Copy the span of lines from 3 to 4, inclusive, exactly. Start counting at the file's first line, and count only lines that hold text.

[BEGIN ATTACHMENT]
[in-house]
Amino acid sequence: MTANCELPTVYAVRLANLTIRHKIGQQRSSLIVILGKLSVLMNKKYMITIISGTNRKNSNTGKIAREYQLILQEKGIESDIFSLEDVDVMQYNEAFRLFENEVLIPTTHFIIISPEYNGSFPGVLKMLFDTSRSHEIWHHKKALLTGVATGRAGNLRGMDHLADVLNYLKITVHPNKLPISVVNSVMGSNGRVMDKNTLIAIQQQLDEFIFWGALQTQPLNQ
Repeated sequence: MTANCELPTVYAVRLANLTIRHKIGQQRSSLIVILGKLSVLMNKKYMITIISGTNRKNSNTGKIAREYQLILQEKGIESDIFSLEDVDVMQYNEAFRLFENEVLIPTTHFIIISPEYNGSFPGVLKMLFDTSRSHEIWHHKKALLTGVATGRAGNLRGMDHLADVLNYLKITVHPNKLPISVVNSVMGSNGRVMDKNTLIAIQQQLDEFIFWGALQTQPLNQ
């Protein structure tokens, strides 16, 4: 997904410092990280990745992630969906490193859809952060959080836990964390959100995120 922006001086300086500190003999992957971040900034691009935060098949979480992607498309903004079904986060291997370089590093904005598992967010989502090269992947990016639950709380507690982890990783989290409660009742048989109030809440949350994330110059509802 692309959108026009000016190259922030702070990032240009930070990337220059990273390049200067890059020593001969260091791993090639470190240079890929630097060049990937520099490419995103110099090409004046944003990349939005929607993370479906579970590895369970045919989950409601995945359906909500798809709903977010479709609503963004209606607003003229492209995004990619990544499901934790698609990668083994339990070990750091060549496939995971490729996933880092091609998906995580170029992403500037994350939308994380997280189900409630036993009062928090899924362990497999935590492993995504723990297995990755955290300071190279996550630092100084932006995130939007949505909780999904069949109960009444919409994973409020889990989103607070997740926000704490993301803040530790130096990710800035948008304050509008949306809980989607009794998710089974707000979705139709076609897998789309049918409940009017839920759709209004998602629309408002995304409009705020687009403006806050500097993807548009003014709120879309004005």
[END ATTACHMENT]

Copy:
Repeated sequence: MTANCELPTVYAVRLANLTIRHKIGQQRSSLIVILGKLSVLMNKKYMITIISGTNRKNSNTGKIAREYQLILQEKGIESDIFSLEDVDVMQYNEAFRLFENEVLIPTTHFIIISPEYNGSFPGVLKMLFDTSRSHEIWHHKKALLTGVATGRAGNLRGMDHLADVLNYLKITVHPNKLPISVVNSVMGSNGRVMDKNTLIAIQQQLDEFIFWGALQTQPLNQ
């Protein structure tokens, strides 16, 4: 997904410092990280990745992630969906490193859809952060959080836990964390959100995120 922006001086300086500190003999992957971040900034691009935060098949979480992607498309903004079904986060291997370089590093904005598992967010989502090269992947990016639950709380507690982890990783989290409660009742048989109030809440949350994330110059509802 692309959108026009000016190259922030702070990032240009930070990337220059990273390049200067890059020593001969260091791993090639470190240079890929630097060049990937520099490419995103110099090409004046944003990349939005929607993370479906579970590895369970045919989950409601995945359906909500798809709903977010479709609503963004209606607003003229492209995004990619990544499901934790698609990668083994339990070990750091060549496939995971490729996933880092091609998906995580170029992403500037994350939308994380997280189900409630036993009062928090899924362990497999935590492993995504723990297995990755955290300071190279996550630092100084932006995130939007949505909780999904069949109960009444919409994973409020889990989103607070997740926000704490993301803040530790130096990710800035948008304050509008949306809980989607009794998710089974707000979705139709076609897998789309049918409940009017839920759709209004998602629309408002995304409009705020687009403006806050500097993807548009003014709120879309004005």